As admiring spectators, we may take at face value the testimony of experts (even if such testimony is seldom disinterested) who assure us that the SEALs, Rangers, Green Berets, etc. are the best of the best, and that they stand ready to deploy at a moment’s notice so that Americans can sleep soundly in their beds.  If the United States is indeed engaged, as Admiral McRaven has said, in “a generational struggle,” we will surely want these guys in our corner.

Even so, allowing war in the shadows to become the new American way of war is not without a downside.  Here are three reasons why we should think twice before turning global security over to Admiral McRaven and his associates.

Goodbye accountability.  Autonomy and accountability exist in inverse proportion to one another.  Indulge the former and kiss the latter goodbye.  In practice, the only thing the public knows about special ops activities is what the national security apparatus chooses to reveal.  Can you rely on those who speak for that apparatus in Washington to tell the truth?  No more than you can rely on JPMorgan Chase to manage your money prudently.  Granted, out there in the field, most troops will do the right thing most of the time.  On occasion, however, even members of an elite force will stray off the straight-and-narrow.  (Until just a few weeks ago, most Americans considered White House Secret Service agents part of an elite force.)  Americans have a strong inclination to trust the military.  Yet as a famous Republican once said: trust but verify.  There’s no verifying things that remain secret.  Unleashing USSOCOM is a recipe for mischief.

Hello imperial presidency.  From a president’s point of view, one of the appealing things about special forces is that he can send them wherever he wants to do whatever he directs.  There’s no need to ask permission or to explain.  Employing USSOCOM as your own private military means never having to say you’re sorry.  When President Clinton intervened in Bosnia or Kosovo, when President Bush invaded Afghanistan and Iraq, they at least went on television to clue the rest of us in.  However perfunctory the consultations may have been, the White House at least talked things over with the leaders on Capitol Hill.  Once in a while, members of Congress even cast votes to indicate approval or disapproval of some military action.  With special ops, no such notification or consultation is necessary.  The president and his minions have a free hand.  Building on the precedents set by Obama, stupid and reckless presidents will enjoy this prerogative no less than shrewd and well-intentioned ones.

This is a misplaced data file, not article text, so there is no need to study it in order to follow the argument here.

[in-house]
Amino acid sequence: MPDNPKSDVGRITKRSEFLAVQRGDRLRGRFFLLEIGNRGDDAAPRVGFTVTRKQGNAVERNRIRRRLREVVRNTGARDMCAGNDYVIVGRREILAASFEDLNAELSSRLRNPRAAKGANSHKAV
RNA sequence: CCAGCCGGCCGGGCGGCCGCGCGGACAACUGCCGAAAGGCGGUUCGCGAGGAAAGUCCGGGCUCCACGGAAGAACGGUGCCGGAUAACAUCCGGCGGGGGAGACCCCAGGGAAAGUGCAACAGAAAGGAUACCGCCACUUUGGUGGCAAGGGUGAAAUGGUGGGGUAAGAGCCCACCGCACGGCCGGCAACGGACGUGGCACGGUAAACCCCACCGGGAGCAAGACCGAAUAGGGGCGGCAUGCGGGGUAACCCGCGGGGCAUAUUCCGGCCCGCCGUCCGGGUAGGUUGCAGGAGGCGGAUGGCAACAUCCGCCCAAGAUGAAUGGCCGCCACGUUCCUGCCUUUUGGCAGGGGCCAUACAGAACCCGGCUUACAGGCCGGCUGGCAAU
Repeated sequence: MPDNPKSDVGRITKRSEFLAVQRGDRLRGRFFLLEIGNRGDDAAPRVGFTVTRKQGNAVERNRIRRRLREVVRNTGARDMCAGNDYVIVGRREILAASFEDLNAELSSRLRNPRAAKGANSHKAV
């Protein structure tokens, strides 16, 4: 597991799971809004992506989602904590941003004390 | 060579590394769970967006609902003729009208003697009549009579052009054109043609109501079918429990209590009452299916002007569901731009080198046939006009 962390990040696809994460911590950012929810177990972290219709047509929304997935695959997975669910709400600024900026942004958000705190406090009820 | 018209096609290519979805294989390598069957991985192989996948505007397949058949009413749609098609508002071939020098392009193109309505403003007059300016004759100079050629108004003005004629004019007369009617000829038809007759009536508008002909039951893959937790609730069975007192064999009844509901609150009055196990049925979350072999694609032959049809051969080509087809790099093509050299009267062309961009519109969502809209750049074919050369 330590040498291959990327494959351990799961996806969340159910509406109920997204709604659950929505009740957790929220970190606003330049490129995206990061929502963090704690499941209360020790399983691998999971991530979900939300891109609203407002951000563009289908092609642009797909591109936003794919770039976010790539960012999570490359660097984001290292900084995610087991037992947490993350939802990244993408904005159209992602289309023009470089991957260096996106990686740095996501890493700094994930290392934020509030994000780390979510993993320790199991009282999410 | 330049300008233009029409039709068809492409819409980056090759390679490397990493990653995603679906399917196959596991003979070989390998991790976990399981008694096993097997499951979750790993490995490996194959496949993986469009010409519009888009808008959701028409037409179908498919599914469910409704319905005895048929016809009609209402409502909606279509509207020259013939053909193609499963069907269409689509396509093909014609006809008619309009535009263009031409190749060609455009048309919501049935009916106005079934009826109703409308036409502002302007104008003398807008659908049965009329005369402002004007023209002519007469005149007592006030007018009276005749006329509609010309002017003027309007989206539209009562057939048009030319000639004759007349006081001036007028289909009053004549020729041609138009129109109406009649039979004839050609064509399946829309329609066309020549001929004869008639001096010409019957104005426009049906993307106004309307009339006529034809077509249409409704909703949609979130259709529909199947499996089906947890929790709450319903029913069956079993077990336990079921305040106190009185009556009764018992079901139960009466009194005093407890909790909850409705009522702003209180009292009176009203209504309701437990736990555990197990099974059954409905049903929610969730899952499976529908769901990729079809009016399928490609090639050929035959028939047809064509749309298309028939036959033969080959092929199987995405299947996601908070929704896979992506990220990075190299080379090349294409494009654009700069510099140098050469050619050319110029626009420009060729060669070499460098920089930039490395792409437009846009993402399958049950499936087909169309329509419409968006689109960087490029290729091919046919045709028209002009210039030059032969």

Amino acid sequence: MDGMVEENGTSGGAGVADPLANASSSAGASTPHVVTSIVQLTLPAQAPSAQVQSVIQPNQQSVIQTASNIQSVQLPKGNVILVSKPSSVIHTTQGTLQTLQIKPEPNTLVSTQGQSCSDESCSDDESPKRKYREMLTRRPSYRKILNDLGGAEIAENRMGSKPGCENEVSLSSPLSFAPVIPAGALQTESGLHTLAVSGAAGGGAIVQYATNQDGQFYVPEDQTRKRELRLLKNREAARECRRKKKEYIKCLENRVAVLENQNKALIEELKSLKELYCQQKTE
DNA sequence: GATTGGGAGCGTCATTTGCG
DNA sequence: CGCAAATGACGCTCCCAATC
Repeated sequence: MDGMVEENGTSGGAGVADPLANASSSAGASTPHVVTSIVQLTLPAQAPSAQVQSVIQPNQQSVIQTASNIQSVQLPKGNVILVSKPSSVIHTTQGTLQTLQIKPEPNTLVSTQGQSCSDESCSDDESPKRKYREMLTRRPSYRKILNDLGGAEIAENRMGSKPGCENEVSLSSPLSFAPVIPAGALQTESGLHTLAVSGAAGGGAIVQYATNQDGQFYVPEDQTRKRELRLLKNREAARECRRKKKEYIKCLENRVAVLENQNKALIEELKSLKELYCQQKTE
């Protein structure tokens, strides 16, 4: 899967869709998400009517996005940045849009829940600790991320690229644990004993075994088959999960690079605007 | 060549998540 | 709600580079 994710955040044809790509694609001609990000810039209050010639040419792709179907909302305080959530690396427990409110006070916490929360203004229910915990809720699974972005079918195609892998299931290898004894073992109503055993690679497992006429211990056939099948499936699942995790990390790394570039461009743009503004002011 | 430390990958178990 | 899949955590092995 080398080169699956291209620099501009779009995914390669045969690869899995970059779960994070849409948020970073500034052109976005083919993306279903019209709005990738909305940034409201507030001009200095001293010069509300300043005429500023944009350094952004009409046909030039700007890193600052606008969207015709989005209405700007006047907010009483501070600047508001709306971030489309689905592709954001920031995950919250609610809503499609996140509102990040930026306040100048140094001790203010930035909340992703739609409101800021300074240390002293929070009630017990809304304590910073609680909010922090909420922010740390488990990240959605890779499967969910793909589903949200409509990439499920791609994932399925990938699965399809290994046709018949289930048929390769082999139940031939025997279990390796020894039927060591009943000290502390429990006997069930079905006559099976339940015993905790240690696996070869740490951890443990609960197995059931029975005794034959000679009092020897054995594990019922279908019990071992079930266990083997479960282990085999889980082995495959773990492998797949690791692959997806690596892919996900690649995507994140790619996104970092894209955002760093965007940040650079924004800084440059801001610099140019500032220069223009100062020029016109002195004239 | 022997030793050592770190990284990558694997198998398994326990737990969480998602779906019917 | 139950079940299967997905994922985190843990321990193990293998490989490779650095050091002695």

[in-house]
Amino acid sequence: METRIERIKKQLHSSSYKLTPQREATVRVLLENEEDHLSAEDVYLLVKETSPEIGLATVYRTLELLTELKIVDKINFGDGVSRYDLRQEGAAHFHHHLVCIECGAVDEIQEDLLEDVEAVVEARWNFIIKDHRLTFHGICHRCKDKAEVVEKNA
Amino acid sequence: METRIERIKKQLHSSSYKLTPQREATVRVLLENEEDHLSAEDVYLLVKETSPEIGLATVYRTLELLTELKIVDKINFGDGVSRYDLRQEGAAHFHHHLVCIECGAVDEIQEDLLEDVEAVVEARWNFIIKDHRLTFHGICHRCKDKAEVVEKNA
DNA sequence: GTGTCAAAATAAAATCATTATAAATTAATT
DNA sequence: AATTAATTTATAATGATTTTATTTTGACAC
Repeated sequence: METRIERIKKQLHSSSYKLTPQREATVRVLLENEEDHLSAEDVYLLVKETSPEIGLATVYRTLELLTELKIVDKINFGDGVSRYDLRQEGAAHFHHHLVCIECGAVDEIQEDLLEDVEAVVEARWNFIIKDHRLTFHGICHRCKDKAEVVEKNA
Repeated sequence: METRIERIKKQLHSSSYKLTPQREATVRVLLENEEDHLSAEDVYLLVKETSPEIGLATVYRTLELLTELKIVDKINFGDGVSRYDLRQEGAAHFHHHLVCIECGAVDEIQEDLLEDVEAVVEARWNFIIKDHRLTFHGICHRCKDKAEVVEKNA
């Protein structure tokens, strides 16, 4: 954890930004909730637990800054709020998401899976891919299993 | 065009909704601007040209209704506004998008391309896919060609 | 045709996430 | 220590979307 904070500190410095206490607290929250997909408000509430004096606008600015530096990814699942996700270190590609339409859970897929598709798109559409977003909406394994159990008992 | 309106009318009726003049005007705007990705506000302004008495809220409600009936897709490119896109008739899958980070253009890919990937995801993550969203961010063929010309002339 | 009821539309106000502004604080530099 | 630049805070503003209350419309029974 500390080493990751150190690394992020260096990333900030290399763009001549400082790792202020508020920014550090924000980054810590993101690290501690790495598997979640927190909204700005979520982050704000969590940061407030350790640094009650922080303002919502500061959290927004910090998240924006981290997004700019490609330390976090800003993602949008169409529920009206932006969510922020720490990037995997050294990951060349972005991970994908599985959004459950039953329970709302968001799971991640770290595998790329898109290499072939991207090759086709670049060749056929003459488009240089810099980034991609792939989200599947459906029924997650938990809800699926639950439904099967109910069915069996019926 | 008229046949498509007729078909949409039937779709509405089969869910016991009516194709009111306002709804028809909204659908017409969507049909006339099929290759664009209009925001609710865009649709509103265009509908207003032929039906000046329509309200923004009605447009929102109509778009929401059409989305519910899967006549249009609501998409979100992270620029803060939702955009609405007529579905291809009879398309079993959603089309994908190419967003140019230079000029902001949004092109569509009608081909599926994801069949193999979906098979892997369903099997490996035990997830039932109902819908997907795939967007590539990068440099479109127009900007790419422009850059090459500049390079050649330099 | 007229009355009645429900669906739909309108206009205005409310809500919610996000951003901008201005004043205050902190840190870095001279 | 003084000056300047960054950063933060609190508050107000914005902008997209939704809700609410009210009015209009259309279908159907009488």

And then what…?  As U.S. special ops forces roam the world slaying evildoers, the famous question posed by David Petraeus as the invasion of Iraq began — “Tell me how this ends” — rises to the level of Talmudic conundrum.  There are certainly plenty of evildoers who wish us ill (primarily but not necessarily in the Greater Middle East).  How many will USSOCOM have to liquidate before the job is done?  Answering that question becomes all the more difficult given that some of the killing has the effect of adding new recruits to the ranks of the non-well-wishers.

In short, handing war to the special operators severs an already too tenuous link between war and politics; it becomes war for its own sake.  Remember George W. Bush’s “Global War on Terror”?  Actually, his war was never truly global.  War waged in a special-operations-first world just might become truly global — and never-ending.  In that case, Admiral McRaven’s “generational struggle” is likely to become a self-fulfilling prophecy.

Andrew J. Bacevich is professor of history and international relations at Boston University and a TomDispatch regular.  He is editor of the new book The Short American Century, just published by Harvard University Press. To listen to Timothy MacBain’s latest Tomcast audio interview in which Bacevich discusses what we don’t know about special operations forces, click here or download it to your iPod here.

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Copyright 2012 Andrew J. Bacevich


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9 Responses

  1. Are we admitting that we have lost? America fielding international death squads seems an admission that we have lost the moral high ground as well as having lost the war. Can a strategy of assassination defeat a movement that has some popular support? Are the people that we label “terrorists” viewed the same over there? Does this strategy make their movement weaker or stronger? Does this make us stronger or weaker?

    • Are we admitting that we have lost?

      Only if you define the war to be won or lost in terms of a Risk board. This transition does, certainly, reflect that we have given up on trying to fight the civilizational war George Bush’s crowd imagined. That doesn’t actually upset me all that much.